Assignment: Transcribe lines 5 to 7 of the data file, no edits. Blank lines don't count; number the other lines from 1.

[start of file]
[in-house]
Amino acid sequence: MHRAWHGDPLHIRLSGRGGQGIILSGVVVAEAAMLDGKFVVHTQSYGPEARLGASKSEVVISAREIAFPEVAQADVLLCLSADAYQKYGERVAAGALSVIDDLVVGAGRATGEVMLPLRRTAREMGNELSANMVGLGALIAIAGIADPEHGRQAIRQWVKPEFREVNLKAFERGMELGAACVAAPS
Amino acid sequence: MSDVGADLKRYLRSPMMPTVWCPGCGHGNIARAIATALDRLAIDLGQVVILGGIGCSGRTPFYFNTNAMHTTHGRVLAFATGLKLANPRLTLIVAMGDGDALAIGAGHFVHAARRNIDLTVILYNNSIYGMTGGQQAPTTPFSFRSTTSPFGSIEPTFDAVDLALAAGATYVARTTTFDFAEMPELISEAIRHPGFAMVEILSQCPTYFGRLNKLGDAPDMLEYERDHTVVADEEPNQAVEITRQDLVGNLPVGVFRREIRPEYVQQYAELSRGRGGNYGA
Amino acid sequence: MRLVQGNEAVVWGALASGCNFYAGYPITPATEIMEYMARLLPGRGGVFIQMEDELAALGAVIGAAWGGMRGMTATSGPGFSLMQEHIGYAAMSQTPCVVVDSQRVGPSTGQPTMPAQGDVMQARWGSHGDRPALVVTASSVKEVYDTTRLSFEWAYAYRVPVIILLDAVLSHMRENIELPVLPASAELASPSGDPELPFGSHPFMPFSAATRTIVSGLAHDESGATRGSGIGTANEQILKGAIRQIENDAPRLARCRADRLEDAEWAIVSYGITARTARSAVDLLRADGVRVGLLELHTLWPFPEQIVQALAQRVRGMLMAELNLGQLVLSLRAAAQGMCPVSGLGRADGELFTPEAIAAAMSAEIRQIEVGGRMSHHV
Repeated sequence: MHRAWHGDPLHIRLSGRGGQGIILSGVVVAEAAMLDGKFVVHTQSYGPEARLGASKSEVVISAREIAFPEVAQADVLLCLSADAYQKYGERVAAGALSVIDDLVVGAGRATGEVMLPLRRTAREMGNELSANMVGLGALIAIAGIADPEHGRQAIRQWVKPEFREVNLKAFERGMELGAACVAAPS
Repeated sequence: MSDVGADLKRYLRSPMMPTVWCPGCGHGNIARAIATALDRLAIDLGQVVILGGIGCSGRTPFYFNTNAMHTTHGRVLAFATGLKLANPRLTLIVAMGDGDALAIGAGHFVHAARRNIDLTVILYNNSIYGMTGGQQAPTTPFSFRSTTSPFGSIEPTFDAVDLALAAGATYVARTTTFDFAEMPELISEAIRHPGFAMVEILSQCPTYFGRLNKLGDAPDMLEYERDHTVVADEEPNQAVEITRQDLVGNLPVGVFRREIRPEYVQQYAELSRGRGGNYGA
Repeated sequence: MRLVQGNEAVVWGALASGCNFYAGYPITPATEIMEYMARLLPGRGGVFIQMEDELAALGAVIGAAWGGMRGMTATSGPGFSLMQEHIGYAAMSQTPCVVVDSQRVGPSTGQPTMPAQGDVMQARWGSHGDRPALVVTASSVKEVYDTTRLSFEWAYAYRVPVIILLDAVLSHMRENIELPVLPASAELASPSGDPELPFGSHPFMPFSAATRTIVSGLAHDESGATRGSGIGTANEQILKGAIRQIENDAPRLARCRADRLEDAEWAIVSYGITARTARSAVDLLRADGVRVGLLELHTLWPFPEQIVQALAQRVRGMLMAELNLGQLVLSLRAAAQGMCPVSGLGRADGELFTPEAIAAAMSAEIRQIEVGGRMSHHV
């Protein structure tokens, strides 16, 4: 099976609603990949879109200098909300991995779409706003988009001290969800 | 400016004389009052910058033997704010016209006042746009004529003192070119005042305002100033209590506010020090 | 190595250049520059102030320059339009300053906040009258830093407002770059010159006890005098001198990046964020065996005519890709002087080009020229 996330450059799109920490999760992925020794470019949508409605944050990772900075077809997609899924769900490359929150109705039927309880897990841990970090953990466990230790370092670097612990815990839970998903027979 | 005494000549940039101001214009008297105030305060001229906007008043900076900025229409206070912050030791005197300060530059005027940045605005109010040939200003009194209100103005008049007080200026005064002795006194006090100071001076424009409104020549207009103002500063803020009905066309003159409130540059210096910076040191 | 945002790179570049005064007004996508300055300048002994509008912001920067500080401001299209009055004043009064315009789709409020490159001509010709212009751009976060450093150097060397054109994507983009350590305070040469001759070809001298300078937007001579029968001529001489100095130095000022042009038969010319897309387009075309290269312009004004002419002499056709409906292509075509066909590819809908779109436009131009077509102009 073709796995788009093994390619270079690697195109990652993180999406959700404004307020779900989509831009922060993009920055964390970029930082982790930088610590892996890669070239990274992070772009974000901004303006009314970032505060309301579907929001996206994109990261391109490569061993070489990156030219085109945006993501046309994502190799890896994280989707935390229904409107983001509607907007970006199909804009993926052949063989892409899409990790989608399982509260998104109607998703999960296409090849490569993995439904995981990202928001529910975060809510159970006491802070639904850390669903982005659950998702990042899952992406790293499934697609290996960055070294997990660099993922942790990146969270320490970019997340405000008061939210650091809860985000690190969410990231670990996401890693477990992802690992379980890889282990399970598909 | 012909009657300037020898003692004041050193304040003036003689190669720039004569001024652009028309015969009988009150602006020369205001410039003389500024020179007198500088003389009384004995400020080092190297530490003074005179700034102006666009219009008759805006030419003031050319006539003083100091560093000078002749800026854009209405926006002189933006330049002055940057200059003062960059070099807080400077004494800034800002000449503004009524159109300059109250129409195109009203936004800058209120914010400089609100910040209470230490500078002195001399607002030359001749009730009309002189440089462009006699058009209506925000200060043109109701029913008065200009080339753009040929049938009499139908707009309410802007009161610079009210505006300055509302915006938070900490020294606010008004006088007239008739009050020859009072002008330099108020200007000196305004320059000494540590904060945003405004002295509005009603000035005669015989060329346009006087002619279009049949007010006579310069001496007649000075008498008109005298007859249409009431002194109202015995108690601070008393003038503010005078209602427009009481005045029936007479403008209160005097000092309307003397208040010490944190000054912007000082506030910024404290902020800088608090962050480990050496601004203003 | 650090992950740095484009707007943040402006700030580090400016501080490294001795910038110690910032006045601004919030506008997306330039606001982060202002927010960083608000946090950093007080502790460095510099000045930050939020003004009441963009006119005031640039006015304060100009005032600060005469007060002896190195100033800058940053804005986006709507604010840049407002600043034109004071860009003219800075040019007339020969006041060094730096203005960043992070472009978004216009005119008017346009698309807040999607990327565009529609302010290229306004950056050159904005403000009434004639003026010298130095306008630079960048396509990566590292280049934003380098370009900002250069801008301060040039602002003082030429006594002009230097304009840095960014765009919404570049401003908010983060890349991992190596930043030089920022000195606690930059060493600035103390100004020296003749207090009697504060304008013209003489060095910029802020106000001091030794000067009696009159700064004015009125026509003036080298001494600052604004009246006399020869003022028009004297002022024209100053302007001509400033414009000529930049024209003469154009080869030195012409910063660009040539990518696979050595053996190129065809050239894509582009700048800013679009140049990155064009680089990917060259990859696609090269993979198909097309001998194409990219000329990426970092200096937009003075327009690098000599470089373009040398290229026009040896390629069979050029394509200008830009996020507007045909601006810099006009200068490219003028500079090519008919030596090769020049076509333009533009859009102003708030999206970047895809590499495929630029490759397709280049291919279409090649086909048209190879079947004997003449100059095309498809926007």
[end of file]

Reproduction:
Repeated sequence: MHRAWHGDPLHIRLSGRGGQGIILSGVVVAEAAMLDGKFVVHTQSYGPEARLGASKSEVVISAREIAFPEVAQADVLLCLSADAYQKYGERVAAGALSVIDDLVVGAGRATGEVMLPLRRTAREMGNELSANMVGLGALIAIAGIADPEHGRQAIRQWVKPEFREVNLKAFERGMELGAACVAAPS
Repeated sequence: MSDVGADLKRYLRSPMMPTVWCPGCGHGNIARAIATALDRLAIDLGQVVILGGIGCSGRTPFYFNTNAMHTTHGRVLAFATGLKLANPRLTLIVAMGDGDALAIGAGHFVHAARRNIDLTVILYNNSIYGMTGGQQAPTTPFSFRSTTSPFGSIEPTFDAVDLALAAGATYVARTTTFDFAEMPELISEAIRHPGFAMVEILSQCPTYFGRLNKLGDAPDMLEYERDHTVVADEEPNQAVEITRQDLVGNLPVGVFRREIRPEYVQQYAELSRGRGGNYGA
Repeated sequence: MRLVQGNEAVVWGALASGCNFYAGYPITPATEIMEYMARLLPGRGGVFIQMEDELAALGAVIGAAWGGMRGMTATSGPGFSLMQEHIGYAAMSQTPCVVVDSQRVGPSTGQPTMPAQGDVMQARWGSHGDRPALVVTASSVKEVYDTTRLSFEWAYAYRVPVIILLDAVLSHMRENIELPVLPASAELASPSGDPELPFGSHPFMPFSAATRTIVSGLAHDESGATRGSGIGTANEQILKGAIRQIENDAPRLARCRADRLEDAEWAIVSYGITARTARSAVDLLRADGVRVGLLELHTLWPFPEQIVQALAQRVRGMLMAELNLGQLVLSLRAAAQGMCPVSGLGRADGELFTPEAIAAAMSAEIRQIEVGGRMSHHV